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Photograph from a series depicting the sinking of the SS TAHITI

Date: 1930
Dimensions:
Overall: 93 x 147 mm
Medium: Photograph
Credit Line: ANMM Collection Gift from Shirley Eutrope
Classification:Photographs
Object Name: Photograph
Object No: ANMS1122[017]

User Terms

    Description
    When the well known and popular steamer RMS TAHITI sank on a voyage from Sydney to San Francisco in 1930 some of the survivors and rescuers found a ready market for their pictorial images of the sinking and rescue of the passengers and crew amongst New Zealand and Australian newspapers and movie houses.



    SignificanceThis small collection of photographs capture the drama and excitement associated with the loss of a large passenger steamer in mid-ocean and the subsequent rescue of the passengers and crew.
    HistoryRMS (Royal Mail Ship) TAHITI was a New Zealand passenger / cargo vessel of 7,585 tons built in 1904 at Bristol, England as the SS PORT KINGSTON for the Imperial Direct West India Mail Service Co. In 1911 the steamer was purchased by the Union Steamship Co. of New Zealand and renamed the SS TAHITI. The TAHITI along with the MANUGANUI, MONOWAI and MOERAKI were converted into troopships at the start of World War I in 1914 and went into the British Transport Service before being returned to the Union Steamship Co in 1919.

    Being a fast and comfortable ship upon its return, the steamer was put on the Royal Mail run between Sydney and San Francisco and carried the distinctive R.M.S. title. In 1924 RMS TAHITI was chosen by the Amalgamated Wireless (Australasia) Ltd (AWA) Company of Sydney, to take part in a series of tests using short and long wave radio equipment and it was fitted with experimental radios. The signal was tested on voyages between Sydney and San Francisco.

    On 3 November 1927 RMS TAHITI came into collision with the Sydney ferry GREYCLIFFE off Bradleys Head resulting in the ferry sinking immediately with the loss of 37 lives. Because of the nature of the collision and the large loss of life the GREYCLIFFE disaster, as it became known, resulted in many court actions.

    Whilst on a voyage from Sydney to San Francisco via Rarotonga, Papeete and Wellington in August 1930 the steamer's starboard propeller shaft snapped off in the early morning of Saturday 16 August whilst the steamer was 450 nautical miles southwest of Rarotonga, tearing a large hole in the steamer's stern. It was immediately seen that the lower stern section of the hull was extensively damaged and despite desperate efforts to stop it, water entered the propeller shaft and the lower compartments of the vessel at the rate of 30 tons an hour. With the water gaining on the pumps and the vessel drifting Captain A T Toten ordered a distress signal to be sent out requesting urgent assistance.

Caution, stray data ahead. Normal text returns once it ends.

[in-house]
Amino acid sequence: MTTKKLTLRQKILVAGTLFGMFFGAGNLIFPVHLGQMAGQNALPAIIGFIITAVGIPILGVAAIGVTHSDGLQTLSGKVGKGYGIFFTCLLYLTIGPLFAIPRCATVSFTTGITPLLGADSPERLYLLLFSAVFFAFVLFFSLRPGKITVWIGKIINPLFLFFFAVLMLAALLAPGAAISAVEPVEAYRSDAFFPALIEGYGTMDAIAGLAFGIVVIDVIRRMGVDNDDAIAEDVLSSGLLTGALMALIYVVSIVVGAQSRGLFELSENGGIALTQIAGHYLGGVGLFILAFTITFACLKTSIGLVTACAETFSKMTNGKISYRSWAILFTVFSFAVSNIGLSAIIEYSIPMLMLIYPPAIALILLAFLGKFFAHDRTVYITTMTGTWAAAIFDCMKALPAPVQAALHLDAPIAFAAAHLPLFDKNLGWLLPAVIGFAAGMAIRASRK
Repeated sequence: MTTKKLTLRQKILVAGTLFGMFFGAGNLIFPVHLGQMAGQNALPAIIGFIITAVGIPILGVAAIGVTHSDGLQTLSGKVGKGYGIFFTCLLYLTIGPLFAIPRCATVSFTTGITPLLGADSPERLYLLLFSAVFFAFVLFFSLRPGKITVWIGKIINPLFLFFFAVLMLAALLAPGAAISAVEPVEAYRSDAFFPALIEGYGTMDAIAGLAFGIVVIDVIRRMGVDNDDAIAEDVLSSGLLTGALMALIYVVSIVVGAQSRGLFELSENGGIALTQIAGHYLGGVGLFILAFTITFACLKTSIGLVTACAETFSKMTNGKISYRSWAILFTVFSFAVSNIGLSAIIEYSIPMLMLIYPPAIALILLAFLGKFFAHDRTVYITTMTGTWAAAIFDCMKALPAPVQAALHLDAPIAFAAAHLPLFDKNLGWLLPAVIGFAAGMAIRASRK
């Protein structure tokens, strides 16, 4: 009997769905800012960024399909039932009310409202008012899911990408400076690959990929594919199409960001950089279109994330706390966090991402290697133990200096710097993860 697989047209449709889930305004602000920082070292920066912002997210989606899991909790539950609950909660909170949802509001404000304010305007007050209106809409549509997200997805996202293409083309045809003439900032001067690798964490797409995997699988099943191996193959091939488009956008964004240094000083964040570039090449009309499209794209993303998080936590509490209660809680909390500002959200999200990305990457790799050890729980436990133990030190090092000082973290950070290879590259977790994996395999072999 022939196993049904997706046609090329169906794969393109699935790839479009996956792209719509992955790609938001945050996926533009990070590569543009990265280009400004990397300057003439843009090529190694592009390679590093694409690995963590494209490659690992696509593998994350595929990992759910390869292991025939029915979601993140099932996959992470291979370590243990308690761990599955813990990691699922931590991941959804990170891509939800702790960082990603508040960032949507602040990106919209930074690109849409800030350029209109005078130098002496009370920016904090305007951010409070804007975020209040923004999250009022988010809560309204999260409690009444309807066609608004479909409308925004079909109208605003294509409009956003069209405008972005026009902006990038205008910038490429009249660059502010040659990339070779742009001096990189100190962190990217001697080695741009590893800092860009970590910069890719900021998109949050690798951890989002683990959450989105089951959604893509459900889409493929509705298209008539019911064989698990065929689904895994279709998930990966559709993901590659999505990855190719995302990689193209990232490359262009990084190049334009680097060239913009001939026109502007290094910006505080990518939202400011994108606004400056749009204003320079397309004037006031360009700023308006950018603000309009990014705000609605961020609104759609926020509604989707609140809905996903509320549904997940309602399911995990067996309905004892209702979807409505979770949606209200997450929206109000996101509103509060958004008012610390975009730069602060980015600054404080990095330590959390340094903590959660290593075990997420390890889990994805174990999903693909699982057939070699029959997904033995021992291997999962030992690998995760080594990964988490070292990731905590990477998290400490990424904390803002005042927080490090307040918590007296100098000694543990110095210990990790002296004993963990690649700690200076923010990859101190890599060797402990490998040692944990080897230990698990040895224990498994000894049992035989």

A number of steamers, including the VENTURA on a voyage from Sydney to the United States, and the TOFUA, which was proceeding from Suva to Apia, immediately altered their courses to go to the assistance of the TAHITI. The master of the Norwegian steamer PENYBRYN, bound from Cuba to Auckland, which was closer to the position of the TAHITI also answered the distress call and proceeded towards the sinking ship.

    Throughout Saturday and all day Sunday the TAHITI drifted helplessly, moving slowly to the north, due to the effects of wind and current. With the engine room flooded the vessel's donkey engines, usually used to power the ship's cranes, were jury rigged to provide power to the ship's pumps but were unable to keep up with the water pouring into the vessel.

    On Sunday night, aware that they had drifted almost 60 miles to the north-west of their original position, the crew of the TAHITI starting firing off star shells and rockets to alert the crews of the rescue ships. About nine o'clock on Sunday night the SS PENYBRYN, guided by the rockets, reached the TAHITI. Given the darkness of the night and the risk to the passengers it was decided not to transfer any passengers until the following morning.

    On Monday morning the TAHITI, although settling down in the water, was not in immediate danger so the passengers and crew, now reassured by the presence of the PENYBRYN, settled down to await the arrival of the much larger SS VENTURI. The VENTURA arrived in the vicinity 50 hours after the distress signal was sent. As it appeared on the horizon the remaining engine room bulkhead on the TAHITI gave way and the passengers and crew were ordered to abandon ship. Five boats were filled, launched and heading over to the PENYBRYN before the VENTURA reached the stricken steamer. The 128 passengers and 148 crew were transferred to the VENTURA and the PENYBRYN. The TAHITI could not be saved and sank shortly after the vessel was abandoned, two and half days after the accident.

    Amongst the 128 passengers were Fred Walker (founder of the Kraft Walker Cheese Company of Australia) and his family, Sir Hugh Allan (Professor of Music at Oxford University and President of the Royal College of Music), the author Hector Macquarrie, Bishop F A Bennett of Atearoa (NZ) the first Maori bishop of New Zealand, and Mr H F Ayson, Resident Commissioner of the Cook Islands.

    The dramatic accounts of the sinking of such a well known and popular ship as RMS TAHITI, supported by a number of still photographs and movie images of the vessel sinking and the rescue of the crew, saw the development of a small but lucrative business in the publishing and on selling of such images by some of the passengers and crew of the VENTURA and PENYBRYN. The SYDNEY MAIL ran an exclusive story featuring images of the sinking supplied by passengers onboard the VENTURA and the Fox Film Corporation secured some motion pictures and still photographs from a passenger onboard the RMS TAHITI. (Source: SYDNEY MORNING HERALD, 10 September 1930)








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